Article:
Next, analysis of the residual DERA activity, determined for washed whole-cell samples taken from the batch reaction with 400 mmol L−1 2g and 840 mmol L−1 acetaldehyde 1, showed rapid inactivation of DERA. Only 28% of the initial activity was detected after the first 10 minutes of the reaction, 18% after 30 minutes and less than 15% after 1 h (Information S7). Reliable residual activity measurements for the parallel cell-free extract reaction could not be performed due to the lack of a convenient method for removal of the inactivating aldehydes present in the assay samples. This rapid loss of enzyme activity was another observation calling for optimization of the feeding strategy, although it was not a surprising find. The issue has already been addressed by Greenberg et al. [44]. In their report, chloro-acetaldehyde (2b) was found to be significantly more inhibiting compound compared to acetaldehyde 1. In our hands, derived from the results where the residual activity of the whole-cell catalyst in presence of various aldehydes was compared, acetaldehyde 1 was found to be almost as potent inactivator of DERA as 2b. On the other hand, addition of 2g, the prime focus of our interest, resulted in significantly higher inactivation rates making the development of a highly productive process with this substrate even more challenging (Figure 4). For this reason, and in light of the accumulating 8 and 3a in the reaction, as well as the formation of alternative products such as the 2,6-chloro-2,4-dideoxyhexose (Figure 5, Information S8), it is obvious that the feeding strategy described previously (proposing addition of the two reactants in a constant 1∶2.1 molar ratio) [44], is not generally applicable to the DERA-catalyzed processes and can be improved by controlling feeding rates of each individual substrate throughout the reaction.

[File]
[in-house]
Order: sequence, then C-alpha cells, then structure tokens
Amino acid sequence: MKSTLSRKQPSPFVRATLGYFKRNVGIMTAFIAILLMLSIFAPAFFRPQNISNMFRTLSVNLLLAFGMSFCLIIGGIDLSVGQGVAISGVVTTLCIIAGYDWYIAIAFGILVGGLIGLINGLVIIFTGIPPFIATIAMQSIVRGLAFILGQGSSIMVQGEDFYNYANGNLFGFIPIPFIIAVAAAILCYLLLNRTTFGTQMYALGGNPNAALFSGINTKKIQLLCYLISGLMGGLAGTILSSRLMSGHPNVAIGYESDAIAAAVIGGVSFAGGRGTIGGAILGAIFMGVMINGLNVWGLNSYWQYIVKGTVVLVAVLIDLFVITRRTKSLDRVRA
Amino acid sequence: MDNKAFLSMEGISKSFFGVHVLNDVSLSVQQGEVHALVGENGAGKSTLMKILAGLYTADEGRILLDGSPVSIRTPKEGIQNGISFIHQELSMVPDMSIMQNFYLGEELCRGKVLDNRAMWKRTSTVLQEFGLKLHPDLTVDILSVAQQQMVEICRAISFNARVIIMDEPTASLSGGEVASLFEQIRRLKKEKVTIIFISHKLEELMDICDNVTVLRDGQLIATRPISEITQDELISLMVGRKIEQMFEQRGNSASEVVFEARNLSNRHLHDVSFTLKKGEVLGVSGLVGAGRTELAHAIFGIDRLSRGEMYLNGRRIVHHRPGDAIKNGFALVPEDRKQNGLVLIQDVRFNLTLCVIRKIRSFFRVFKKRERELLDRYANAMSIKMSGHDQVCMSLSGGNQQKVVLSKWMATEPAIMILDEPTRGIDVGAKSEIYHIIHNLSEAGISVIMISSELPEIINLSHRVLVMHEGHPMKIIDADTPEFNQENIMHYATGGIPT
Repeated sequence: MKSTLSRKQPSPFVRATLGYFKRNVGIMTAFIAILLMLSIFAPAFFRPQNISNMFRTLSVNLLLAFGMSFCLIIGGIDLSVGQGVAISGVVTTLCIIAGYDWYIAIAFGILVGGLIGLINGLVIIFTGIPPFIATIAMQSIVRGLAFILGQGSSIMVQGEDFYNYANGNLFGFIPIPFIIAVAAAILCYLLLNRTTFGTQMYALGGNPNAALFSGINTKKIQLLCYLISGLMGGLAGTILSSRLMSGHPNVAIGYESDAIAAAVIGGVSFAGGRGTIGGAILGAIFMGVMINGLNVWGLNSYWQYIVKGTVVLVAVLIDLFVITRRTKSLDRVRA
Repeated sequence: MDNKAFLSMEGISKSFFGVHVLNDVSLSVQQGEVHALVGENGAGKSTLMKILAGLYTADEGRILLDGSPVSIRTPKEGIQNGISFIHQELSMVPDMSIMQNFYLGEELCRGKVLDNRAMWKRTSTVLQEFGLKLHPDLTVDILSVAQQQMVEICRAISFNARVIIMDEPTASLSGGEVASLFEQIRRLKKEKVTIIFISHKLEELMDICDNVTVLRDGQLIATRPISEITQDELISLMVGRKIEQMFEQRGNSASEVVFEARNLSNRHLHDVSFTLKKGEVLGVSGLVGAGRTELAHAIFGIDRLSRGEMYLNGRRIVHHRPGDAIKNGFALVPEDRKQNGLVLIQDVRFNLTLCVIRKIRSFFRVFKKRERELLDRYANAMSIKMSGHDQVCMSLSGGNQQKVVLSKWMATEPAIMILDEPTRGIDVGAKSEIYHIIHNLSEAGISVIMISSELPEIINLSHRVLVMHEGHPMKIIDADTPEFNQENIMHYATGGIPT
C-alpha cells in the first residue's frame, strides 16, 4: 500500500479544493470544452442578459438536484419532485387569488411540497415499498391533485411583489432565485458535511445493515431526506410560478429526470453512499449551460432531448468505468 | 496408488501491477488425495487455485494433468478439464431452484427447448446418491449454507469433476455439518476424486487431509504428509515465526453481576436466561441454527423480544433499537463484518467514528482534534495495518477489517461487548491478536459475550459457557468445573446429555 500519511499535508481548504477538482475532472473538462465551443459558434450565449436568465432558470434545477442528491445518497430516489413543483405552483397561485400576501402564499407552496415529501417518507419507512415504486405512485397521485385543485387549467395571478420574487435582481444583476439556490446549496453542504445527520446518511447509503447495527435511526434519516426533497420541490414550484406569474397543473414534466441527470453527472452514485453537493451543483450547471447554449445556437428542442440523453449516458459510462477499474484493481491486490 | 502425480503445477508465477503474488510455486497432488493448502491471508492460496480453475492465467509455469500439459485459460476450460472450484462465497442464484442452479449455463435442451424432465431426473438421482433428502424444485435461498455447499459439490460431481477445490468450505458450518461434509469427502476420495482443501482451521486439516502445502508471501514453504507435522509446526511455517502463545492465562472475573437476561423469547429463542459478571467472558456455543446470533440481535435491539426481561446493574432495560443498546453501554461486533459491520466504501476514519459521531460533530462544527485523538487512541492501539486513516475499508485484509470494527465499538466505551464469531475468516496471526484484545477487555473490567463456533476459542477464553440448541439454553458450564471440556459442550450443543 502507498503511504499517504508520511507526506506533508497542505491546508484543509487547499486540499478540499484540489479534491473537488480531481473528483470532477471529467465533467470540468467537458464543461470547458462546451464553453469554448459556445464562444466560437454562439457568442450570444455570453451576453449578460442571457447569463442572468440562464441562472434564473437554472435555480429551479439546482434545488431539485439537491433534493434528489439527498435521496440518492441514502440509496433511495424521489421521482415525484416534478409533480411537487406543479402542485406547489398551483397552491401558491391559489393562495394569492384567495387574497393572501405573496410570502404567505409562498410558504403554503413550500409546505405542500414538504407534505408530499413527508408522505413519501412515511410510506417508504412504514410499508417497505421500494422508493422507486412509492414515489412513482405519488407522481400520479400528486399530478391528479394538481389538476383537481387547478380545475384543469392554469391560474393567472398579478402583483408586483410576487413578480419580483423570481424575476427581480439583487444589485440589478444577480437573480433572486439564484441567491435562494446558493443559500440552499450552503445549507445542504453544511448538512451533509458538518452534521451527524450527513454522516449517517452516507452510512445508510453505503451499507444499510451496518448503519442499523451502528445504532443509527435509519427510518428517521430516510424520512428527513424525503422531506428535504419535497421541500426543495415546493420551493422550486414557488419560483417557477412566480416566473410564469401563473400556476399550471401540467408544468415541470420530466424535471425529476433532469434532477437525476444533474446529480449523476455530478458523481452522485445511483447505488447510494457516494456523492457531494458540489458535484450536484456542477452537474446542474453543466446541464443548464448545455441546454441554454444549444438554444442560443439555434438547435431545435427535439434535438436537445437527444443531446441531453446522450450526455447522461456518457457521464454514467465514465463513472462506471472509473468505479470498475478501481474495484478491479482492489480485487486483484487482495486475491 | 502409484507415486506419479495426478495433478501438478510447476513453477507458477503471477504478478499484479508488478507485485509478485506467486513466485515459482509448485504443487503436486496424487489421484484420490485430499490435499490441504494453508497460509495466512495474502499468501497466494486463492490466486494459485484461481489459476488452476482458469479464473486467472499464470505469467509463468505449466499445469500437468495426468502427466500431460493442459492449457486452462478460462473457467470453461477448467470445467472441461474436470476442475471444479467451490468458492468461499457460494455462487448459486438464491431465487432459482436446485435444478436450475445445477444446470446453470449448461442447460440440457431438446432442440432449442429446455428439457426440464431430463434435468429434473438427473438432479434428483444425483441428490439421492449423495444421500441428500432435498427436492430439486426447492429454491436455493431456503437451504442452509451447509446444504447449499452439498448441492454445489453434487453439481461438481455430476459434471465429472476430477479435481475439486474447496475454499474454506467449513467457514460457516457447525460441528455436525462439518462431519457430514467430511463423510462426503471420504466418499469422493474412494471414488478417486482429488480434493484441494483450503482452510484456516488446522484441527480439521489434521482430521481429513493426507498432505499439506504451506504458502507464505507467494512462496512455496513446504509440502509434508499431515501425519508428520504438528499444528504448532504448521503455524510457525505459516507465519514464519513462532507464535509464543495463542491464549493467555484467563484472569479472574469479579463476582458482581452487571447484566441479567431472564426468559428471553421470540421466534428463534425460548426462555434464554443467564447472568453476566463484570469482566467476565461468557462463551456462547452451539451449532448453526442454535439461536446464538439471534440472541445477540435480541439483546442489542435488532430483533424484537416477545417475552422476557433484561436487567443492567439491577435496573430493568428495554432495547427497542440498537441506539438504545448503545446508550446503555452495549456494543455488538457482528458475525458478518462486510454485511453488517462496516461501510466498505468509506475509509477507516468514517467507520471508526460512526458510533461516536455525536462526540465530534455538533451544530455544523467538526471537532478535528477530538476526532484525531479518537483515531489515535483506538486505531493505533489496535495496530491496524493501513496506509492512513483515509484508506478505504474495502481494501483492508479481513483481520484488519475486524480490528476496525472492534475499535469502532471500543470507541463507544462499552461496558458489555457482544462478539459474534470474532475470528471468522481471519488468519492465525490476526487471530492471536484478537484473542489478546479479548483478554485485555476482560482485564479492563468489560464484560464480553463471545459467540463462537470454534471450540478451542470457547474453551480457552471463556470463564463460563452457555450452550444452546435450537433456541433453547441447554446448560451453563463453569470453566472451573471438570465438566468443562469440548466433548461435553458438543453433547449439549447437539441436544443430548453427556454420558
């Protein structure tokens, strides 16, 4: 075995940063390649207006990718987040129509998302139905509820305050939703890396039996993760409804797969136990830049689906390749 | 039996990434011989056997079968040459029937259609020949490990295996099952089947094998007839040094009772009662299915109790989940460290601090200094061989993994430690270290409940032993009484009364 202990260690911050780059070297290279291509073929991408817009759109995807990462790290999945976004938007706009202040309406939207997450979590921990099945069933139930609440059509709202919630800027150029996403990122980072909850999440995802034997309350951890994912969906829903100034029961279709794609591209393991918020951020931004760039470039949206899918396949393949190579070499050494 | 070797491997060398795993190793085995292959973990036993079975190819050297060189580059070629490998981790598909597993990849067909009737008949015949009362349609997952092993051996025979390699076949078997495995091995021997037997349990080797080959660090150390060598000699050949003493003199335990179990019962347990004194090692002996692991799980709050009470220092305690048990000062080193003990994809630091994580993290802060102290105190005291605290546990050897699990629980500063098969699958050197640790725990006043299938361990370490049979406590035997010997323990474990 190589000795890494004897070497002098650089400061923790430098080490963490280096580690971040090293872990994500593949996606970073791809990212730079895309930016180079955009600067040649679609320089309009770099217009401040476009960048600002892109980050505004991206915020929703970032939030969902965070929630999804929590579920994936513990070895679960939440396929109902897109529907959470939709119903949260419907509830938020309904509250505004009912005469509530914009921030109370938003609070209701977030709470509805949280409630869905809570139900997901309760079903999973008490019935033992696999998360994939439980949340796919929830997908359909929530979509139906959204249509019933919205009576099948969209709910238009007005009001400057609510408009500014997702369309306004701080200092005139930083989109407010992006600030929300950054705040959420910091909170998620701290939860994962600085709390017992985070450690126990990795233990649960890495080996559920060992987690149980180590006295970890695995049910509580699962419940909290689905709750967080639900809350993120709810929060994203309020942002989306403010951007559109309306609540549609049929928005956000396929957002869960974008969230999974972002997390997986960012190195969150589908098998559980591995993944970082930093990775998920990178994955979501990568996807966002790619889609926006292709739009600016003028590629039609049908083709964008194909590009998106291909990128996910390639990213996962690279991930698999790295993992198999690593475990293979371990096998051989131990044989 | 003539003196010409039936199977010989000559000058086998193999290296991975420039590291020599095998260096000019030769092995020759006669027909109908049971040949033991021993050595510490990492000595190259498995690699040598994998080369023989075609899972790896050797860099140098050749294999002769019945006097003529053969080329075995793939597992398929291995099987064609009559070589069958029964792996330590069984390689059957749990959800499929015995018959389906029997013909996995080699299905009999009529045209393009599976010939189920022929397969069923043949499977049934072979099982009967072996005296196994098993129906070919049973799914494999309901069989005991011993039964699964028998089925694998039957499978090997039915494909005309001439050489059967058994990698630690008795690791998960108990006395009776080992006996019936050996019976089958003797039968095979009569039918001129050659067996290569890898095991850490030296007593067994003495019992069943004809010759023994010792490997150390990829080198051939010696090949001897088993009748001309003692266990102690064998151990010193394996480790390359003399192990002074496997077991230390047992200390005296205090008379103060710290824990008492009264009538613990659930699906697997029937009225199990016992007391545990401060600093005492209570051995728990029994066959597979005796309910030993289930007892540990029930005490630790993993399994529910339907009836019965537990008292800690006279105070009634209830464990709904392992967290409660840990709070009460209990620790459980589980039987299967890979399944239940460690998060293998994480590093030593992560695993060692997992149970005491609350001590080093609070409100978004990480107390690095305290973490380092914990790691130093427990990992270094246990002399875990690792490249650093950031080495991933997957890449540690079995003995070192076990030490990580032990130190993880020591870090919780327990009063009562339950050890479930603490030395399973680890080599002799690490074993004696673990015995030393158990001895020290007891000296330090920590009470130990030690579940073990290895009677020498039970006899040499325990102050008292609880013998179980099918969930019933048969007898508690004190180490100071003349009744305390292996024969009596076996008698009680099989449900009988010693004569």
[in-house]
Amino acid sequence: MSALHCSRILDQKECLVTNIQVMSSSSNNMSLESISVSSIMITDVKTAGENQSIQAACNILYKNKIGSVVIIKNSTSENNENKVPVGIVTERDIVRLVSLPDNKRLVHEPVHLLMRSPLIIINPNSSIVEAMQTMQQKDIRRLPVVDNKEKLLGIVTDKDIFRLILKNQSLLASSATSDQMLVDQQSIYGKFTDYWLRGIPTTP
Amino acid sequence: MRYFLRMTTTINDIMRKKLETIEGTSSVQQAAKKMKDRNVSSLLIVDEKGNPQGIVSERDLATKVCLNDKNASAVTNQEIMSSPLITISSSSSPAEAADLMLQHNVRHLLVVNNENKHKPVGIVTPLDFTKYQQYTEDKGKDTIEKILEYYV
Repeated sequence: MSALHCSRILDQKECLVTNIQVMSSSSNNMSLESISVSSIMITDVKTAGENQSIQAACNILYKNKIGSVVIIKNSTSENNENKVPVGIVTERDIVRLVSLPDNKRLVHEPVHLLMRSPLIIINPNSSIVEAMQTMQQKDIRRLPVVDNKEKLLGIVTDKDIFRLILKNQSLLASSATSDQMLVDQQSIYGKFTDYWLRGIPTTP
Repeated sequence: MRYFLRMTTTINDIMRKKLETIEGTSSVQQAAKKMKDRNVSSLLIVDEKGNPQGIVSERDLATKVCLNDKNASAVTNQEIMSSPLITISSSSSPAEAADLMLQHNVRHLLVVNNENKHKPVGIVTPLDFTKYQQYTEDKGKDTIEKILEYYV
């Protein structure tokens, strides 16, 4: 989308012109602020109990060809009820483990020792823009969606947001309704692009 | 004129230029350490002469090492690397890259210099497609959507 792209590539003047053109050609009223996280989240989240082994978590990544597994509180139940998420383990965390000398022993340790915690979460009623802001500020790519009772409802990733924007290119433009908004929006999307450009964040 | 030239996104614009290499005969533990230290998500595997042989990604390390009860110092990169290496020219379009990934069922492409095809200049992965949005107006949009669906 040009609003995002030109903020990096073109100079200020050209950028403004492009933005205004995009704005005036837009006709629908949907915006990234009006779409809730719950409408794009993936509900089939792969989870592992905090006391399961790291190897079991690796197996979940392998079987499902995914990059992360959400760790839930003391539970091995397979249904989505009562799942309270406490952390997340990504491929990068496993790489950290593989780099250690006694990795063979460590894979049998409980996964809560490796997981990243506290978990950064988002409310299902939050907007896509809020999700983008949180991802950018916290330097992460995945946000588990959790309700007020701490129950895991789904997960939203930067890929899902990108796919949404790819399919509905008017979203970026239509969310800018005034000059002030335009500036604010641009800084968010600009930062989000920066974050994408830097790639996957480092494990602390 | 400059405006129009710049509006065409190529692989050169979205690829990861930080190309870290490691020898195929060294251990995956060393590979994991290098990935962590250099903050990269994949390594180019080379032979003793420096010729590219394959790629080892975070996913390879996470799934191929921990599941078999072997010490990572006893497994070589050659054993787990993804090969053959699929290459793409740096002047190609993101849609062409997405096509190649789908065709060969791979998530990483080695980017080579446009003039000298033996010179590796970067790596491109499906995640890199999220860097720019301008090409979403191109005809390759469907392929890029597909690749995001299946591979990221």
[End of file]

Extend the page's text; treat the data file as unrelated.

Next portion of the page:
Fed-batch Whole-cell Process

Using a semi-empiric approach, various feeding profiles for each of the two substrates (1 and 2g) were tested in fed-batch reactions using DERA whole-cell catalyst (data not shown). When using a constant molar ratio (2g : 1 = 1 : 2.1) of the substrates, similarly to the batch process described above (Figure 5a), the intermediate 8g was formed much faster than was consumed to form 3g. Consequently, a surplus of acetaldehyde was created, resulting in enhanced accumulation of 3a. At the end, rapid loss of DERA activity and lack of acetaldehyde (consumed for 3a formation) lead to unconverted 8g and low yields. As the next step, with the aim to control the accumulation of 3a, we set up fed-batch reactions with addition of the total quantity of 2g at the start of the reaction. Acetaldehyde was fed in a profile that allowed consumption of the accumulated 8g almost completely. Although this feeding strategy showed high yields, and both 3a and 8g levels below 5% each, the inactivation of DERA prevented high yields in processes with 2g loads higher than 400 mmol L−1.